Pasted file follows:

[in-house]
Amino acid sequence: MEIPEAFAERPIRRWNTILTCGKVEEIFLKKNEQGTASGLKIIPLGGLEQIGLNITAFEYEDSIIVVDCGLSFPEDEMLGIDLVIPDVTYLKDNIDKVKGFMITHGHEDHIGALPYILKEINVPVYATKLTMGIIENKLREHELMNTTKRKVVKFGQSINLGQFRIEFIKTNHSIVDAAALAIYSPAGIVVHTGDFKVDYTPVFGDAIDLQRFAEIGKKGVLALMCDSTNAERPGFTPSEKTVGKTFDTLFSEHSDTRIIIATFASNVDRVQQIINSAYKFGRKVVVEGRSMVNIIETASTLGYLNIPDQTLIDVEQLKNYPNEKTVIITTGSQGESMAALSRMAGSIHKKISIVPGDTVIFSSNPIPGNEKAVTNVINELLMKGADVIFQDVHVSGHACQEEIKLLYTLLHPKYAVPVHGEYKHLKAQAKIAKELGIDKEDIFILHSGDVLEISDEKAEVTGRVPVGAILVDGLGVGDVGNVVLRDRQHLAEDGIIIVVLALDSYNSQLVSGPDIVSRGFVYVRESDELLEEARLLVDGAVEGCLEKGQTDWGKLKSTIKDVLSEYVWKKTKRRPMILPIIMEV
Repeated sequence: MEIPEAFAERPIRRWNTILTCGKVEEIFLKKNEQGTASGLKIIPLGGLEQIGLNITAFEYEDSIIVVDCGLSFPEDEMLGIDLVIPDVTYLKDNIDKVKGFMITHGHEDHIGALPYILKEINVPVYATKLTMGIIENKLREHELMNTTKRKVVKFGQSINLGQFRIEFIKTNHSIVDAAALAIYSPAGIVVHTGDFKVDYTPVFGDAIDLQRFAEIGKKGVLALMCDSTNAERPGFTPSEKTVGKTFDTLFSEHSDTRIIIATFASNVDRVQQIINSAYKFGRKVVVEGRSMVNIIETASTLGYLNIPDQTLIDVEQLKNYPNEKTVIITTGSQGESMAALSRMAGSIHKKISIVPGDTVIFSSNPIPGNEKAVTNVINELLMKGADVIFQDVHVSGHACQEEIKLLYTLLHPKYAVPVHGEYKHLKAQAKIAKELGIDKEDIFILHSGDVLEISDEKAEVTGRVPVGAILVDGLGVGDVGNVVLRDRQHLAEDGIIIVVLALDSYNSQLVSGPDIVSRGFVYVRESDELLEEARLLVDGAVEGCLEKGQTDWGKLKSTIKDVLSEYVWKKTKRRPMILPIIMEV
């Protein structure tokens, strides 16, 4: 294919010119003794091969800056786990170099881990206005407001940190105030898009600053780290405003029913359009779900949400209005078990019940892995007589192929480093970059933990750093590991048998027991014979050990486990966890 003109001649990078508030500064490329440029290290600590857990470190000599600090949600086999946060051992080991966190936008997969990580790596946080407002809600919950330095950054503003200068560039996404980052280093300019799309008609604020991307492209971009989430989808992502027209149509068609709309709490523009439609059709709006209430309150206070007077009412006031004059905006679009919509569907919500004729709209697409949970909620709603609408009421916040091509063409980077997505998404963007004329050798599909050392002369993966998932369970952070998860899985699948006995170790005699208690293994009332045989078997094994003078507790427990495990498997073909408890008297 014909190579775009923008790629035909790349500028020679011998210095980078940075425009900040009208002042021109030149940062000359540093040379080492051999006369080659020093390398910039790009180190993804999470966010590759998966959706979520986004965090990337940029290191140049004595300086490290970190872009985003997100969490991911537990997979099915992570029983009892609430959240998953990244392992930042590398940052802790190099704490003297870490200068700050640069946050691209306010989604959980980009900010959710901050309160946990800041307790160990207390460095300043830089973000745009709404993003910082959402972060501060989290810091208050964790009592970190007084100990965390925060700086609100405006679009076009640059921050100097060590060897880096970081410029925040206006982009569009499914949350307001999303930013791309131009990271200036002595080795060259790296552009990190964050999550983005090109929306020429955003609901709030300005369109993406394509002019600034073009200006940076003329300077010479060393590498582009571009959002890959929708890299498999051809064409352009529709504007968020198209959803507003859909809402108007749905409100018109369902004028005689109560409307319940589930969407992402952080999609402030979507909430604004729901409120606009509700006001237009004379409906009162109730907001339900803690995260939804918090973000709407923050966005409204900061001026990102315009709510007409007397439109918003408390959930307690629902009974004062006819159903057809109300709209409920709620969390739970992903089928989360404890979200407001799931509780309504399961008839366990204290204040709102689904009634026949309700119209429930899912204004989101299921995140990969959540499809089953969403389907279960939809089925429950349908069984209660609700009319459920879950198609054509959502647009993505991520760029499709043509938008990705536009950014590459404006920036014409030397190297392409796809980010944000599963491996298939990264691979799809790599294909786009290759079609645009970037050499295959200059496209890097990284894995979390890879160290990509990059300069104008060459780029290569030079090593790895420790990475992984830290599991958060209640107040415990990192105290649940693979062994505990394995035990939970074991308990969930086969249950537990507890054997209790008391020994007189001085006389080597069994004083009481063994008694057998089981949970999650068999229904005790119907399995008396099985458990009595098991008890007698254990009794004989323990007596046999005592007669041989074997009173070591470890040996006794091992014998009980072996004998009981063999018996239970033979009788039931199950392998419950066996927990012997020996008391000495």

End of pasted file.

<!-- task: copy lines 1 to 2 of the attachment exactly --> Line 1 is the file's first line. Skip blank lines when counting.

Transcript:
[in-house]
Amino acid sequence: MEIPEAFAERPIRRWNTILTCGKVEEIFLKKNEQGTASGLKIIPLGGLEQIGLNITAFEYEDSIIVVDCGLSFPEDEMLGIDLVIPDVTYLKDNIDKVKGFMITHGHEDHIGALPYILKEINVPVYATKLTMGIIENKLREHELMNTTKRKVVKFGQSINLGQFRIEFIKTNHSIVDAAALAIYSPAGIVVHTGDFKVDYTPVFGDAIDLQRFAEIGKKGVLALMCDSTNAERPGFTPSEKTVGKTFDTLFSEHSDTRIIIATFASNVDRVQQIINSAYKFGRKVVVEGRSMVNIIETASTLGYLNIPDQTLIDVEQLKNYPNEKTVIITTGSQGESMAALSRMAGSIHKKISIVPGDTVIFSSNPIPGNEKAVTNVINELLMKGADVIFQDVHVSGHACQEEIKLLYTLLHPKYAVPVHGEYKHLKAQAKIAKELGIDKEDIFILHSGDVLEISDEKAEVTGRVPVGAILVDGLGVGDVGNVVLRDRQHLAEDGIIIVVLALDSYNSQLVSGPDIVSRGFVYVRESDELLEEARLLVDGAVEGCLEKGQTDWGKLKSTIKDVLSEYVWKKTKRRPMILPIIMEV